Wednesday, October 24, 2007

Goodbye dollar, hello inflation

The dollar is no longer the world's reserve currency. This is the statement you heard twice in one day if you were checking out the news on Bloomberg over the past 24 hours.

First, we heard it from economist Clifford Bennett of Sonray Capital, who said the Euro was the world's new reserve currency and that this idea was now universally recognized.

Next we heard it from investor Jim Rogers, who has been bearish on the dollar and the state of the US economy/fiscal outlook for quite some time.

What's notable about Rogers' latest call on the dollar is that he's once again backed his convictions with his actions; yesterday, Rogers announced that he is shifting his personal assets out of the dollar and into the Chinese renminbi.

Here's an excerpt from, "Jim Rogers Shifts Assets Out of Dollars to Buy Yuan".

"Jim Rogers, chairman of Beeland Interests Inc., said he is shifting all his assets out of the dollar and buying Chinese yuan because the Federal Reserve has eroded the value of the U.S. currency.

``I'm in the process of -- I hope in the next few months -- getting all of my assets out of U.S. dollars,'' said Rogers, 65, who correctly predicted the commodities rally in 1999. ``I'm that pessimistic about what's happening in the U.S.''

Rogers, delivering a presentation late yesterday at an investors' meeting organized by ABN Amro Markets in Amsterdam, said he expects the Chinese currency to quadruple in the next decade and that he is holding on to commodities such as platinum, gold, silver and palladium."

If you'd like to listen to an excerpt from Rogers' presentation to investors in Amsterdam, it is reproduced here courtesy of Bloomberg.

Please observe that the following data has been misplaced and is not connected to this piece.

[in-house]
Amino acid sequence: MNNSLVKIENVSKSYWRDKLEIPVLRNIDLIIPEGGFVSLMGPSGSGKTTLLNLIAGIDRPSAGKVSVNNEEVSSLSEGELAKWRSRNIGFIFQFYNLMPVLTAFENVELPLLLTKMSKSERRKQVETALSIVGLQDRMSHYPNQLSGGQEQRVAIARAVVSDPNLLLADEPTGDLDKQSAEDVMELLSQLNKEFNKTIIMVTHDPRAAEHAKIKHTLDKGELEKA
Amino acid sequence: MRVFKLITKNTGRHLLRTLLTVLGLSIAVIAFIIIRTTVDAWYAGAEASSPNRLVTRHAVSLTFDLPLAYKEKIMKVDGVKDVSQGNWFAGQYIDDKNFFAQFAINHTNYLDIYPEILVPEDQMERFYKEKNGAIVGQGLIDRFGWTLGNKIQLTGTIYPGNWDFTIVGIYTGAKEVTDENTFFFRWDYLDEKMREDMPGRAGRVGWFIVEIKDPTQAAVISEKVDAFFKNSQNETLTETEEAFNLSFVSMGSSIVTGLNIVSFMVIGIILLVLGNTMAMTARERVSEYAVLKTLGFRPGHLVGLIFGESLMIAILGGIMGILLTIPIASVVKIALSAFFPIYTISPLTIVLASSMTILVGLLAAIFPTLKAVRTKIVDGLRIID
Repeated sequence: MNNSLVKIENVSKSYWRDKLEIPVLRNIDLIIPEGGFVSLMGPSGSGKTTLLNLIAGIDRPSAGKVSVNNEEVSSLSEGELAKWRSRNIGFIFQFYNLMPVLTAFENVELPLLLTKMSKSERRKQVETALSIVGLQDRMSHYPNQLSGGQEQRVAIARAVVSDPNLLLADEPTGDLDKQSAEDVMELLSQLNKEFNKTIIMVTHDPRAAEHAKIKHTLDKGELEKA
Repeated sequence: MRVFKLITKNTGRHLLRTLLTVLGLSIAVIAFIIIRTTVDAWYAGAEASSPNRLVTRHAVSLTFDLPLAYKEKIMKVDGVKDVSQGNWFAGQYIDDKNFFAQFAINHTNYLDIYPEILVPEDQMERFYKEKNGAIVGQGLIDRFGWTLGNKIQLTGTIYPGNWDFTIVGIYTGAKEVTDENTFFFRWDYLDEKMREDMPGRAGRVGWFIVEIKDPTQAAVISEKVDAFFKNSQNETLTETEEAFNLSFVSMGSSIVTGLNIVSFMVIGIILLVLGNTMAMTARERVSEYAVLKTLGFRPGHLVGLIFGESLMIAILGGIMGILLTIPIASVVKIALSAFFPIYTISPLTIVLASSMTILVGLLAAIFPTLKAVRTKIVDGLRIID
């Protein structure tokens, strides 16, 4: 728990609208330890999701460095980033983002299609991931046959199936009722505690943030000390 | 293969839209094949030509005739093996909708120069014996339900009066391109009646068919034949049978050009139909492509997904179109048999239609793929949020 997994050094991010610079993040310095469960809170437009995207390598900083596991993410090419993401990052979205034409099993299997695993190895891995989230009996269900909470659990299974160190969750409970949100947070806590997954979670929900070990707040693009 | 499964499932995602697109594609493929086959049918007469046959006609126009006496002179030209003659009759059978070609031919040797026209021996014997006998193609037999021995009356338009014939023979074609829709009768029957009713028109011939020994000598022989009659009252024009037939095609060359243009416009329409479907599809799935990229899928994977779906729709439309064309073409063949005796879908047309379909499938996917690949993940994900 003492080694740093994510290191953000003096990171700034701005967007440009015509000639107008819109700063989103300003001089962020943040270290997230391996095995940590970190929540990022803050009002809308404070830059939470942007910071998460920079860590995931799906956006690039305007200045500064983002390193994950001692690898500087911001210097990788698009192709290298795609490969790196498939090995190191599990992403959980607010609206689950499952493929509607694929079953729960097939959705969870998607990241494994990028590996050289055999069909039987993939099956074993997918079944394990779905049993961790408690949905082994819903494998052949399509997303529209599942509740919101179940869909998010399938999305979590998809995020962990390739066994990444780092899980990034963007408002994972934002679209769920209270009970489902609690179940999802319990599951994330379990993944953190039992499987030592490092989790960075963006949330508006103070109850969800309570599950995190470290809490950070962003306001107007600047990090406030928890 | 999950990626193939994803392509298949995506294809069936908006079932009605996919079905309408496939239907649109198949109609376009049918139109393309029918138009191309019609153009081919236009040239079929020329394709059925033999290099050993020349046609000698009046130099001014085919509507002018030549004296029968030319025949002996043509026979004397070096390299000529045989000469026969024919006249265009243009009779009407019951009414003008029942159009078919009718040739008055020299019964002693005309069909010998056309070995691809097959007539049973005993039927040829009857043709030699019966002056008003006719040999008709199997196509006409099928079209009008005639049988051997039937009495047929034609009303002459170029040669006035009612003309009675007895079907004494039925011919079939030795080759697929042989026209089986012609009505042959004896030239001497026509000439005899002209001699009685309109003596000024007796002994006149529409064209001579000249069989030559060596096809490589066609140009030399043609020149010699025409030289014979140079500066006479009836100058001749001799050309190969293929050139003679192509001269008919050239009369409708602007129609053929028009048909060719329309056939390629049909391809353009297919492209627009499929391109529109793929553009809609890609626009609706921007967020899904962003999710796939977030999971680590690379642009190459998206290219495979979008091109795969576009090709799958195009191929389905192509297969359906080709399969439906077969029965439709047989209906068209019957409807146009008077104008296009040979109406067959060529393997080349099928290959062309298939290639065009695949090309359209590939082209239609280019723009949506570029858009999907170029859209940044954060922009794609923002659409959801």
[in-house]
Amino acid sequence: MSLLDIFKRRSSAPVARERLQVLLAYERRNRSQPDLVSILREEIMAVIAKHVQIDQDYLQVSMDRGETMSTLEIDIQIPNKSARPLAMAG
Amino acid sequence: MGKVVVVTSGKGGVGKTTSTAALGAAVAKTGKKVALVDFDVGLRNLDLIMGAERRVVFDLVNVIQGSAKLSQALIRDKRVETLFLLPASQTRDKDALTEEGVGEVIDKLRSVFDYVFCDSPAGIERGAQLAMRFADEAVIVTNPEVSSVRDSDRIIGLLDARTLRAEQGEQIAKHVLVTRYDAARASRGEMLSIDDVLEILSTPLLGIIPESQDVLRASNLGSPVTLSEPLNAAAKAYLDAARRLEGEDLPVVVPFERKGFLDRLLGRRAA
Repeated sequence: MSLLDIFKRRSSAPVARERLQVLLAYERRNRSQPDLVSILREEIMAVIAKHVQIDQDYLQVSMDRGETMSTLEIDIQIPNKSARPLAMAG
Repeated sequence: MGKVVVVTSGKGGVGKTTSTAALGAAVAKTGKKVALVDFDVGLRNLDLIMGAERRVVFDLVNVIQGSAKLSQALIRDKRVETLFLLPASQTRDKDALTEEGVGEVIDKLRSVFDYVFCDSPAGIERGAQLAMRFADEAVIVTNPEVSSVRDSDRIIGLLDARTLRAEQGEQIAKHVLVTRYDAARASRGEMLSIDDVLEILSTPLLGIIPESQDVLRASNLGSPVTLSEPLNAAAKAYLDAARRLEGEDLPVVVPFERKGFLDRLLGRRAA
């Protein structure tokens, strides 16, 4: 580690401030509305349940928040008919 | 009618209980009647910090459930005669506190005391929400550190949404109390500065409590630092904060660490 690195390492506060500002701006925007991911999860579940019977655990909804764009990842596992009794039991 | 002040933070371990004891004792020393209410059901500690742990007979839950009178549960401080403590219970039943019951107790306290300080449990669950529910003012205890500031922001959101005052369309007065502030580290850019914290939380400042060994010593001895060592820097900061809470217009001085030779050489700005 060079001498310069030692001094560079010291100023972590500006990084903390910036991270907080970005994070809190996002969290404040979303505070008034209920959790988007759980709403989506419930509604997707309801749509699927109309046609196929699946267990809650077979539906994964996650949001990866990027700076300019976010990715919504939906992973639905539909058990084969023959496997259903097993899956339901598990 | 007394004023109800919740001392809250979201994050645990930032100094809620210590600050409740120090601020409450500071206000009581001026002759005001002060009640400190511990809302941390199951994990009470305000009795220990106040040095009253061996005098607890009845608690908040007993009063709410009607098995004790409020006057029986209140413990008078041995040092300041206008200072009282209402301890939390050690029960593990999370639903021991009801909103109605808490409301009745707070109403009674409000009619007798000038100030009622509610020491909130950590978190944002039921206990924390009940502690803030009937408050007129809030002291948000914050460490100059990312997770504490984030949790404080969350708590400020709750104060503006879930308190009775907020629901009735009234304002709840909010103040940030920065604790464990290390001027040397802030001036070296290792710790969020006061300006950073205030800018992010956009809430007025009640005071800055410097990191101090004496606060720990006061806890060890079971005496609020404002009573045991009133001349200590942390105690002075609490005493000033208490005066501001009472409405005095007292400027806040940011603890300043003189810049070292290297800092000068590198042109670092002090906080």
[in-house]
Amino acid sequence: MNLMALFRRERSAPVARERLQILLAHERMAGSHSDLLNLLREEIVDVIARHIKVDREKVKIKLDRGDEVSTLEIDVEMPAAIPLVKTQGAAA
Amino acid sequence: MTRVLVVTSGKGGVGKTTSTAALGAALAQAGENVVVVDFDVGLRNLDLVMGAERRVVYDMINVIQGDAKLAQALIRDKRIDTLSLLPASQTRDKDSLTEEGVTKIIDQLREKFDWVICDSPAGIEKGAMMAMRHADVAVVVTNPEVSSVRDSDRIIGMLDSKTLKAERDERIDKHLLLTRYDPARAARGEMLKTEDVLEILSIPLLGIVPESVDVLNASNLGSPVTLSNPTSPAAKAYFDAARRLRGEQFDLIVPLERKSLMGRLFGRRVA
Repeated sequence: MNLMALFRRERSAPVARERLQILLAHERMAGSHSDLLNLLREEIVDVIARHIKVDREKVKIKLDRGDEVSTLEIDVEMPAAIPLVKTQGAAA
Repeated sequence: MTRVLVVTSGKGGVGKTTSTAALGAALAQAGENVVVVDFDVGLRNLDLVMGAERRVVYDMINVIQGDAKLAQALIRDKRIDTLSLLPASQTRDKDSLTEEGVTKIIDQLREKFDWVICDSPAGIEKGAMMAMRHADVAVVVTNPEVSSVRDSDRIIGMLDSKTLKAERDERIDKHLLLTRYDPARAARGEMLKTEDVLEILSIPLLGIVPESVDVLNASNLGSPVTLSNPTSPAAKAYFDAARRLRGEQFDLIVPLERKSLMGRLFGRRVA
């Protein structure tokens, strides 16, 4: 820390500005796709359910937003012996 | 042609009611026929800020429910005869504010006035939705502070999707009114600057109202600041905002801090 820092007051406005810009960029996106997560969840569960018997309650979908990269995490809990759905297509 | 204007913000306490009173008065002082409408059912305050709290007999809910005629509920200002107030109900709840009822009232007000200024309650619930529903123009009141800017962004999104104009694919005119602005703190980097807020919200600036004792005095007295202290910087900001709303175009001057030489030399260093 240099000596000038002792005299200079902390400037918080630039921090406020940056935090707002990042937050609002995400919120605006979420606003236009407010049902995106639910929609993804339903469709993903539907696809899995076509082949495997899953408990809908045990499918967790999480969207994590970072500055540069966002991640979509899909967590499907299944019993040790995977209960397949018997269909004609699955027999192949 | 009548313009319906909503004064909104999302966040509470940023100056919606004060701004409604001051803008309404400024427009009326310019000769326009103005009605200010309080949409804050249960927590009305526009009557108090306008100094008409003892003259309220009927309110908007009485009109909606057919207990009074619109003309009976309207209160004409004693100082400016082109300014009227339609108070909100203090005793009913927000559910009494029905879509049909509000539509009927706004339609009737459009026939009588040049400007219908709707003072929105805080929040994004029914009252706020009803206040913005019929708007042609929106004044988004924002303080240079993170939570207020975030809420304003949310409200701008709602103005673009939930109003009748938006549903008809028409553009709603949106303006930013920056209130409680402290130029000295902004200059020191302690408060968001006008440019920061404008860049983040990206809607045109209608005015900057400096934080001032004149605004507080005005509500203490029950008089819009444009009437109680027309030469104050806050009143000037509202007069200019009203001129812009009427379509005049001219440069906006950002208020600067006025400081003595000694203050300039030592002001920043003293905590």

What's the rationale behind these calls for the dollar's eventual demise?

As Marc Faber recently noted in a lengthy interview with Bloomberg (and in seperate interviews with CNBC), the recent widespread bearishness might represent a contrarian buy signal for the dollar in the short-term, but this does not exactly cancel out the US currency's long-term problems.

In summary, expect continued deterioration in the dollar's purchasing power and increases in inflation over the longer term. Inflation will not be confined to the US; it has appeared and will continue to appear in countries across the globe.

Every government will try their damnedest to paper over their monetary inflation with ridiculous explanations and reconfigured price indexes which purport to show "low inflation". Still, worldwide inflation is here and it is only a question of which fiat currency will depreciate at the fastest rate against relatively hard currencies and gold.

For more on inflation and government statistics, see FSN Broadcast of October 13, 2007 with guest John Williams of Shadow Government Statistics.

Keep reading Finance Trends Matter for more news and commentary.